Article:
"The issues only become more complex and contentious when confronting euthanasia and assisted suicide," said Schuklenk. "We carefully considered Canadian values, international experience in permissive regimes, and legal and ethical aspects of these practices and came to the unanimous conclusion that Canada should have a permissive yet carefully regulated and monitored system with respect to assisted death."

Autonomy, or the capacity for self-determination, was also found to be a paramount value to Canadians in the RSC report. Respect for autonomy requires respect for competent individuals' free and informed decisions with respect to how and when they die. The RSC panel argue that the concept of dignity cannot provide a sound basis for either supporting or rejecting a permissive regime with respect to voluntary euthanasia or assisted suicide.

"We discussed in considerable detail the arguments against assisted suicide. The evidence does not support claims that decriminalising voluntary euthanasia and assisted suicide poses a threat to vulnerable people," concluded Schuklenk. "The evidence does not support claims that decriminalisation will lead us down a slippery slope from assisted suicide and voluntary euthanasia to non-voluntary or involuntary euthanasia. The evidence does not support claims that decriminalisation will have a corrosive effect on access to or the development of palliative care.

"Canadians must confront the difficult issues of our end of life care. As a society, we must do the same, acknowledging the need to formulate and enact a national approach to end-of-life decision-making that will bring compassionate clarity to this critically important issue of our time."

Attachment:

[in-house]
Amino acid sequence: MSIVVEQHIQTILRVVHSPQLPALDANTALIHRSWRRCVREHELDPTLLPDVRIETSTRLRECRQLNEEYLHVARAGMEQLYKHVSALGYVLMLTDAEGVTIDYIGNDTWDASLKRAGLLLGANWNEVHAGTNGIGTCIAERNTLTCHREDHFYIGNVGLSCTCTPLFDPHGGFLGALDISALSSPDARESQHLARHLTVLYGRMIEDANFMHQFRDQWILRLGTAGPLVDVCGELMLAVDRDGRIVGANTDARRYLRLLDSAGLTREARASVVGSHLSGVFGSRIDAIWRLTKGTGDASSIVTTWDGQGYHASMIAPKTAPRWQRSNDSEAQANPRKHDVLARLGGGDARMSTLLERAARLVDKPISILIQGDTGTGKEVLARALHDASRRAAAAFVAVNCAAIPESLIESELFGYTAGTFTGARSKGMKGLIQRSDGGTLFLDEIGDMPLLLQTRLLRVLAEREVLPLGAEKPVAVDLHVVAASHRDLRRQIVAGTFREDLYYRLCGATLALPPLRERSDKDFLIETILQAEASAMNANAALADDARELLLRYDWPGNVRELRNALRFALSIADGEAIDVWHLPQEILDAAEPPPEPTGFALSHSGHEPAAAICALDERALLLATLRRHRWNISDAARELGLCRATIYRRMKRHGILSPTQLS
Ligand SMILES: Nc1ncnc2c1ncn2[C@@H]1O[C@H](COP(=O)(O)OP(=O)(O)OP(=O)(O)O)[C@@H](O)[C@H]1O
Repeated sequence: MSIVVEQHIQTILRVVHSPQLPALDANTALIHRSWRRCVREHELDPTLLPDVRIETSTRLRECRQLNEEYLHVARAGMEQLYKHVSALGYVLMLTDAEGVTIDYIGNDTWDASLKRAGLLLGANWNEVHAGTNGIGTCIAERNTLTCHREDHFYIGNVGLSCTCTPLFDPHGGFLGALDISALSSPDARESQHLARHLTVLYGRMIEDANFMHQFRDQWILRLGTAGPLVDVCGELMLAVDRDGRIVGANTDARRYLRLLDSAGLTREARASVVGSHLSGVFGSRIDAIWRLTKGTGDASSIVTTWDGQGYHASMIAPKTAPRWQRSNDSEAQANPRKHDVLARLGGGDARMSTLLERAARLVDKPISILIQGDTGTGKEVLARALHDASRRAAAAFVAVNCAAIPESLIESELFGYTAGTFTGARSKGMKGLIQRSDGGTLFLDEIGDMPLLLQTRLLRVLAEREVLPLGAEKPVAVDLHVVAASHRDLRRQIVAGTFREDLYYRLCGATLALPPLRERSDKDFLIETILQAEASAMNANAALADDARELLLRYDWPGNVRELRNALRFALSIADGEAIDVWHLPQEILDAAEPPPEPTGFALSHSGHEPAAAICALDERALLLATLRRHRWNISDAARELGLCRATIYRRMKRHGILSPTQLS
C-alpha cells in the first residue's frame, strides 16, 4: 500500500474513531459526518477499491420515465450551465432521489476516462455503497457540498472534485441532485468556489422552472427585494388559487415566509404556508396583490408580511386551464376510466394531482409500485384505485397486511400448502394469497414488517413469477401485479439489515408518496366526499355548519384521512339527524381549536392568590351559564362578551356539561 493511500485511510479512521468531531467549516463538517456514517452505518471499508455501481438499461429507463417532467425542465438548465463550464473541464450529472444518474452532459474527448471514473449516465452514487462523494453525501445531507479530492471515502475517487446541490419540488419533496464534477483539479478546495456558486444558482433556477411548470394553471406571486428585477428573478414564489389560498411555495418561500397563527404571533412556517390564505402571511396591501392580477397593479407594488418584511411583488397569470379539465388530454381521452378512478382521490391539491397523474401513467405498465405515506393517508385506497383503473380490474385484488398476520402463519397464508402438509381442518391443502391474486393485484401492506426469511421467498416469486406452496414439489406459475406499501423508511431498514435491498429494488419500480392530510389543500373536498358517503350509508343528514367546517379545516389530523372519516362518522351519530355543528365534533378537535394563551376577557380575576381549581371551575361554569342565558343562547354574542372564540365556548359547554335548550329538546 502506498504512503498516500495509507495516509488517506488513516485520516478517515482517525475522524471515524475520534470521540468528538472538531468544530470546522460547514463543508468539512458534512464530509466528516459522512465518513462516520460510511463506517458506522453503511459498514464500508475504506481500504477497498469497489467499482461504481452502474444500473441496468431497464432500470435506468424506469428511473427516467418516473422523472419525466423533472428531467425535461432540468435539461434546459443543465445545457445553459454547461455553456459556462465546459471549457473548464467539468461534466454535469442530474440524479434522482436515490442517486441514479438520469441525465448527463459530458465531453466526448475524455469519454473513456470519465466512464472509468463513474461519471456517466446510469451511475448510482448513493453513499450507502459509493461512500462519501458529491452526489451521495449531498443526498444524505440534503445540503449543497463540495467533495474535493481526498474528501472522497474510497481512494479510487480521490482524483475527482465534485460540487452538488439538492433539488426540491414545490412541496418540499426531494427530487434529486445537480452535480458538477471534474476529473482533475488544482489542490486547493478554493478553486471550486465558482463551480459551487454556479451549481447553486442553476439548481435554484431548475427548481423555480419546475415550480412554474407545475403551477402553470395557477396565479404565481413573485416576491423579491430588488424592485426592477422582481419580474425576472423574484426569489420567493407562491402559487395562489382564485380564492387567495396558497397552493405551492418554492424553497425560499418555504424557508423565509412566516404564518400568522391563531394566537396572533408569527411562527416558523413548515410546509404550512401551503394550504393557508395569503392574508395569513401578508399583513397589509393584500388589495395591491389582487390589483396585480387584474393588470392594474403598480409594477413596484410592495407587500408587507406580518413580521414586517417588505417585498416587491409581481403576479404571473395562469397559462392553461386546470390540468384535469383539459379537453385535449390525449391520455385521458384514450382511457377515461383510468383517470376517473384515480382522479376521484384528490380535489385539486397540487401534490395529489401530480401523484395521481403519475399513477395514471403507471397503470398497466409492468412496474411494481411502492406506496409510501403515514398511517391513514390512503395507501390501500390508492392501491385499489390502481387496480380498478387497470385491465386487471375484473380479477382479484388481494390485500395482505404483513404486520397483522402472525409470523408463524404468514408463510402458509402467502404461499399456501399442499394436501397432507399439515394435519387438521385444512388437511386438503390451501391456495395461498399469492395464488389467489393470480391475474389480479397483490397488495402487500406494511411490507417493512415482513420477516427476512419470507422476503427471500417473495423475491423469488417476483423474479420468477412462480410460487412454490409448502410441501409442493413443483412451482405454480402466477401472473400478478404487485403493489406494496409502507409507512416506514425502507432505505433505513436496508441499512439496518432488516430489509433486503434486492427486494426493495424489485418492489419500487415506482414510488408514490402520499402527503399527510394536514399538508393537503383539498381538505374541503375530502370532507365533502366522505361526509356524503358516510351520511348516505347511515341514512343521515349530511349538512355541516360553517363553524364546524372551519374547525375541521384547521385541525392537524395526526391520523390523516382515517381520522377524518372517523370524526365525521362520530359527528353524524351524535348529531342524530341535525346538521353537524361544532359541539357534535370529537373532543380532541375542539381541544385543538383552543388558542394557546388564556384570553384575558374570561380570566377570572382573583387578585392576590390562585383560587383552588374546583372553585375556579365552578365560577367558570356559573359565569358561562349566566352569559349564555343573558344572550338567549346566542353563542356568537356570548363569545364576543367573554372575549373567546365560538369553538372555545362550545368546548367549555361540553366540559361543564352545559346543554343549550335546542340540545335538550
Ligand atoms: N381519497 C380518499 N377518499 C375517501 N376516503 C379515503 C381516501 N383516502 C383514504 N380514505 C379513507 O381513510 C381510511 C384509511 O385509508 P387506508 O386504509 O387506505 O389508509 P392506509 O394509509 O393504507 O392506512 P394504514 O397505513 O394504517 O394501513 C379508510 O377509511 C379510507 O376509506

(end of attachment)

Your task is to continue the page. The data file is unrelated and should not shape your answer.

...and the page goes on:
'/>"/>

Contact: Ben Norman
Scholarlynews@wiley.com
44-124-377-0375
Wiley-Blackwell
Source:Eurekalert

Related medicine news :

1. Girls with family history of breast disease should avoid alcohol
2. Internists to reveal top 10 reasons why Congress should repeal the SGR now
3. Lower dose of corticosteroids just as effective as higher for shoulder pain
4. Policymakers should prepare for major uncertainties with Medicaid expansion
5. Study shows why underrepresented men should be included in binge eating research
6. Babies and toddlers should learn from play, not screens
7. Community storage of anthrax-preventing antibiotics should be determined by state
8. Cancer Patients Should Ask Doctors to Use Simple Terms
9. Global fight against non-communicable diseases should take lessons from HIV-AIDS
10. Traffic Safety Should Be Among First Lessons in New School Year